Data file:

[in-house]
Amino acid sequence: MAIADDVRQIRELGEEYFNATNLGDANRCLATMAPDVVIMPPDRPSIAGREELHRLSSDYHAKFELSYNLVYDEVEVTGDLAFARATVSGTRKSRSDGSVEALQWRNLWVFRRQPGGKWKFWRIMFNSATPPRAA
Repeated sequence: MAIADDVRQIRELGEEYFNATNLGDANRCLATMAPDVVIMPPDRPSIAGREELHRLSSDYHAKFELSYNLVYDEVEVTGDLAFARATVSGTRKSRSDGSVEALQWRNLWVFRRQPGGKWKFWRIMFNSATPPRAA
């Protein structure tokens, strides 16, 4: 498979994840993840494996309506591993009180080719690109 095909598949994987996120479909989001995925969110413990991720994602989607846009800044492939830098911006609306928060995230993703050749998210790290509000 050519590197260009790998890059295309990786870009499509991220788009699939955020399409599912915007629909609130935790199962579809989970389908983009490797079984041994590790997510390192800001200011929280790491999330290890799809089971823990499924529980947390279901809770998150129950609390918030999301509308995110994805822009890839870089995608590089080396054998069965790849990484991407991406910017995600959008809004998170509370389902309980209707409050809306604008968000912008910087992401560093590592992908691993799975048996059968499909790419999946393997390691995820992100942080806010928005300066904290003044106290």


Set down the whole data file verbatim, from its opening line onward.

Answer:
[in-house]
Amino acid sequence: MAIADDVRQIRELGEEYFNATNLGDANRCLATMAPDVVIMPPDRPSIAGREELHRLSSDYHAKFELSYNLVYDEVEVTGDLAFARATVSGTRKSRSDGSVEALQWRNLWVFRRQPGGKWKFWRIMFNSATPPRAA
Repeated sequence: MAIADDVRQIRELGEEYFNATNLGDANRCLATMAPDVVIMPPDRPSIAGREELHRLSSDYHAKFELSYNLVYDEVEVTGDLAFARATVSGTRKSRSDGSVEALQWRNLWVFRRQPGGKWKFWRIMFNSATPPRAA
């Protein structure tokens, strides 16, 4: 498979994840993840494996309506591993009180080719690109 095909598949994987996120479909989001995925969110413990991720994602989607846009800044492939830098911006609306928060995230993703050749998210790290509000 050519590197260009790998890059295309990786870009499509991220788009699939955020399409599912915007629909609130935790199962579809989970389908983009490797079984041994590790997510390192800001200011929280790491999330290890799809089971823990499924529980947390279901809770998150129950609390918030999301509308995110994805822009890839870089995608590089080396054998069965790849990484991407991406910017995600959008809004998170509370389902309980209707409050809306604008968000912008910087992401560093590592992908691993799975048996059968499909790419999946393997390691995820992100942080806010928005300066904290003044106290």